Local officials lean on e-mail

Pew report: Digital Town Hall

Nearly 90 percent of locally elected officials use e-mail and the Internet daily to solicit constituent opinions, promote policies and facilitate debates, according to a new national report.

The findings — released by the Pew Internet & American Life Project in partnership with the National League of Cities — show e-mail has become a useful and convenient tool for many mayors, city council members and other local representatives. Eighty-two percent of online local officials use e-mail to communicate with citizens, while 60 percent do so weekly and 21 percent daily.

Although there have been some examples that e-mail has boosted civic participation, it's not clear it has enhanced democracy. Only 14 percent of officials said e-mail was the means of communication that carried the most weight for them. Meetings and visits, telephone calls, and letters were more preferable.

"I always hesitate to say e-mail or any technology has a big effect on democracy," said Elena Larsen, a Pew research fellow and a co-author of the report, titled "Digital Town Hall: How local officials use the Internet and the civic benefits they cite from dealing with constituents online."

But e-mail does have "some democratizing effects," according to the report. "In short, it reduces barriers to public participation, allowing citizens to investigate participation without undue time and expense. While this by no means guarantees that politically apathetic individuals will suddenly gain a zeal for politics, it may allow some entry into local political life by those who would otherwise have neither the time nor the contacts."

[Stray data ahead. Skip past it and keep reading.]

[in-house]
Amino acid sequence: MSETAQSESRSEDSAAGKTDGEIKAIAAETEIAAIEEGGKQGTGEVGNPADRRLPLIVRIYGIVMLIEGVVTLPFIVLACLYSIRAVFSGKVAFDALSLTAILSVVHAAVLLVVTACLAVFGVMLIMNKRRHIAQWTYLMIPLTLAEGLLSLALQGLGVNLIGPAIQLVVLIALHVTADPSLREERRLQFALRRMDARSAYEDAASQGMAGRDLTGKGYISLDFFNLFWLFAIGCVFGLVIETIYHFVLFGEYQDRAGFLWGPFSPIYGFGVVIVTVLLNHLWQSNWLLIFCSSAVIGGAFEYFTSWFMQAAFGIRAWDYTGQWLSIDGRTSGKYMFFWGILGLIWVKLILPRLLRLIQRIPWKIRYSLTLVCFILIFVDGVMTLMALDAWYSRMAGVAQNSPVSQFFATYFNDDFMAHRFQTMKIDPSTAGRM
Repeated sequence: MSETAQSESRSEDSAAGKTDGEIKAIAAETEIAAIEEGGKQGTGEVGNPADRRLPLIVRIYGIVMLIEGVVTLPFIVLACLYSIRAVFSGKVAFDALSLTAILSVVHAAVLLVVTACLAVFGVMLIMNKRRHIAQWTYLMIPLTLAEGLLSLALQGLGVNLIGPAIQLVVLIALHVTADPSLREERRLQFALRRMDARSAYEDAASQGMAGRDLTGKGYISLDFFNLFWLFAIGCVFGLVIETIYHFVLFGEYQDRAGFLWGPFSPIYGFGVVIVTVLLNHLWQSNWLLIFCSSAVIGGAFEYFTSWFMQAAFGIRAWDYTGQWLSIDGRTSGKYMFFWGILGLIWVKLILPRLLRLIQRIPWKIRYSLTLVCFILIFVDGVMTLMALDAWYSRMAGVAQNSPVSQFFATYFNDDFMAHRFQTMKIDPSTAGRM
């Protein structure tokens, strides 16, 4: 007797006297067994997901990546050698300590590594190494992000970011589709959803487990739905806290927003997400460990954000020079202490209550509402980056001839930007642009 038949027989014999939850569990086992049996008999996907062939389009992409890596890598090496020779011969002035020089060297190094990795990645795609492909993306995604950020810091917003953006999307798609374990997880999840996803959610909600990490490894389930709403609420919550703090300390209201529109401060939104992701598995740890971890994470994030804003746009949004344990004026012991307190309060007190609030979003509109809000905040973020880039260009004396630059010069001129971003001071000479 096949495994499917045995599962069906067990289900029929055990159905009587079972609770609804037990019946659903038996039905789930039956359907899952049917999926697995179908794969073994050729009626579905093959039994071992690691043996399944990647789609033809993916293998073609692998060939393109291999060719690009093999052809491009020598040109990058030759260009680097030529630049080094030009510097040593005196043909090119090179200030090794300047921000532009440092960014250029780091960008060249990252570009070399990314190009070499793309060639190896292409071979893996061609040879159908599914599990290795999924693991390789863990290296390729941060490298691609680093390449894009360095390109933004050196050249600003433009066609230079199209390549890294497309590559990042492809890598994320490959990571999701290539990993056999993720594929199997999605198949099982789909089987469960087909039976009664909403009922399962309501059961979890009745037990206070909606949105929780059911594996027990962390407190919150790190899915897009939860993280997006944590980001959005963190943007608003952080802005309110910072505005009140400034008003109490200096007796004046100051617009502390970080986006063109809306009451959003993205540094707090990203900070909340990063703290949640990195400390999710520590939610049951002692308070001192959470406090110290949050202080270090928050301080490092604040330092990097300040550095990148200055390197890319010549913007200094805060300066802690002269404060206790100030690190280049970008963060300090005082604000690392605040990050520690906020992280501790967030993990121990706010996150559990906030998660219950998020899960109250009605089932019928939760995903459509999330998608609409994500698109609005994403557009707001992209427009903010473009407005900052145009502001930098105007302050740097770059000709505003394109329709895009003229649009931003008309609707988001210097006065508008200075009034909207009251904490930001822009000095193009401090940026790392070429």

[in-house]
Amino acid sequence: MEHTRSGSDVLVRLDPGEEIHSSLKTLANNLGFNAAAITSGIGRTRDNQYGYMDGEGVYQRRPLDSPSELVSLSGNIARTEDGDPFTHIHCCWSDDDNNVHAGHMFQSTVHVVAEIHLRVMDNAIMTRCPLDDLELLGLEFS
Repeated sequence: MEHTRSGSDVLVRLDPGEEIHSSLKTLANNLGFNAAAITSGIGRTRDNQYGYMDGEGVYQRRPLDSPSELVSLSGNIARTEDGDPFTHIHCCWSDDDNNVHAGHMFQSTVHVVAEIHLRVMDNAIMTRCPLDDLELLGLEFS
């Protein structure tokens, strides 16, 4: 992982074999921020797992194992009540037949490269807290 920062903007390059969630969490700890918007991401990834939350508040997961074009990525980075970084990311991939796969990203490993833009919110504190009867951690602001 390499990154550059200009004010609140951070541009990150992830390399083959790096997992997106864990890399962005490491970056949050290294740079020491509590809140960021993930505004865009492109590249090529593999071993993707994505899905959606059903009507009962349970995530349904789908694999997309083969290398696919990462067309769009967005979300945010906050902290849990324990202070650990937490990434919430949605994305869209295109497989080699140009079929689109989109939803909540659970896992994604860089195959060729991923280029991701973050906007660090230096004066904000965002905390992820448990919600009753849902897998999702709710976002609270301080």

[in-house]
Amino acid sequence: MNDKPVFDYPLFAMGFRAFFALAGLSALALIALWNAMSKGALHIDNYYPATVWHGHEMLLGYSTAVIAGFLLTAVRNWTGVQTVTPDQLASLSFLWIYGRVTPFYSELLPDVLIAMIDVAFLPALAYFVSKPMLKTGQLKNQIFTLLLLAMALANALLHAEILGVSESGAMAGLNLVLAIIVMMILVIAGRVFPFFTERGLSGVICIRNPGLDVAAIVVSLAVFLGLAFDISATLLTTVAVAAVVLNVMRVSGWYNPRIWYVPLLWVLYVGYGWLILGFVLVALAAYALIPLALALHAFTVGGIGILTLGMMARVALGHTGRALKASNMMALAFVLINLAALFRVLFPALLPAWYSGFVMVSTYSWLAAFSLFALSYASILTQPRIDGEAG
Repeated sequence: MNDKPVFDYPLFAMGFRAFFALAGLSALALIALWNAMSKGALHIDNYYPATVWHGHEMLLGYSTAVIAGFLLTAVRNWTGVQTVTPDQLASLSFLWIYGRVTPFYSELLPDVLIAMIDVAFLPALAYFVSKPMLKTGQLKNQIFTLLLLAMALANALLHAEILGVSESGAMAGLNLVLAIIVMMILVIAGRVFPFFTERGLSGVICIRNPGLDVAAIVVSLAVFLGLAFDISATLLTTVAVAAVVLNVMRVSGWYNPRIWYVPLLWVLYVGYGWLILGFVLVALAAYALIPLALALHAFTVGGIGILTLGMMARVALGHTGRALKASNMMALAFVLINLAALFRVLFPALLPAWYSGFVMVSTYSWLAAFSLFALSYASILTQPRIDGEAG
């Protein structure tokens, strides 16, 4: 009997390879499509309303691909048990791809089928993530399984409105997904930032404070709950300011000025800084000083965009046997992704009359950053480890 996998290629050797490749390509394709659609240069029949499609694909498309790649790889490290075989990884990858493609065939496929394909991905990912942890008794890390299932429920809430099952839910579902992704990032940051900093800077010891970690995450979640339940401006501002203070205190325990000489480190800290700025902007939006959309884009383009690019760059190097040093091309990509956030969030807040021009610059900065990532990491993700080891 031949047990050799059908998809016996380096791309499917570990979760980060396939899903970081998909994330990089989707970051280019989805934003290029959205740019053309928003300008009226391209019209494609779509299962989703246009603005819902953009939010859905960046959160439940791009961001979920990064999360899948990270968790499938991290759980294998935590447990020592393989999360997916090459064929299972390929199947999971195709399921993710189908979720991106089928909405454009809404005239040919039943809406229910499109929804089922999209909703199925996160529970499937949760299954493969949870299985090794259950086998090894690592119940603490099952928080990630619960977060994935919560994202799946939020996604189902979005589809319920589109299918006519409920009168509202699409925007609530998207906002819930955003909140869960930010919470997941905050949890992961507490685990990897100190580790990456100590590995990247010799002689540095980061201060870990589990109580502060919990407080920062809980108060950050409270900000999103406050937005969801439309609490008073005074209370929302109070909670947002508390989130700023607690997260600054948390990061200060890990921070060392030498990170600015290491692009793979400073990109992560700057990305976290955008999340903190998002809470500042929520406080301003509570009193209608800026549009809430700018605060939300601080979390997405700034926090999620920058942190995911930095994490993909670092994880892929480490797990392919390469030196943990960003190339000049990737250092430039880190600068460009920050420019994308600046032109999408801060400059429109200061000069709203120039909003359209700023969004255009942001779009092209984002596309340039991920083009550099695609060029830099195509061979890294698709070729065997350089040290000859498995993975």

Larsen said one finding that surprised her was that many local officials are part-time workers and some use personal e-mail accounts in their official duties. She also said local officials are more likely to find targeted mass e-mail campaigns more useful than their congressional counterparts.

"I was surprised that there was some value in them," she said, adding that national-level politicians often disregard mass e-mail campaigns because of their volume and anonymity.

Several other findings about the use of e-mail at the local level include:

* 73 percent of online officials said it helped them better understand public opinion.

* 56 percent said its use has improved their relations with community groups.

* 54 percent said they've heard from citizens they had not heard from before.

* 32 percent were persuaded by e-mail campaigns at least in part about the merits regarding policy.

But Larsen said boosting civic participation via e-mail and the Internet shouldn't come from the government but from neighborhood, church and civic groups. Half of the Internet users, she said, still don't know their local governments have Web sites even though 80 percent of governments do.

For the study, Pew randomly sampled 2,000 local elected officials drawn from the NLC database earlier this year. Mayors, city council and other board officials and other representatives from 520 cities, with populations ranging from about 10,000 to 3.5 million, responded to the survey.


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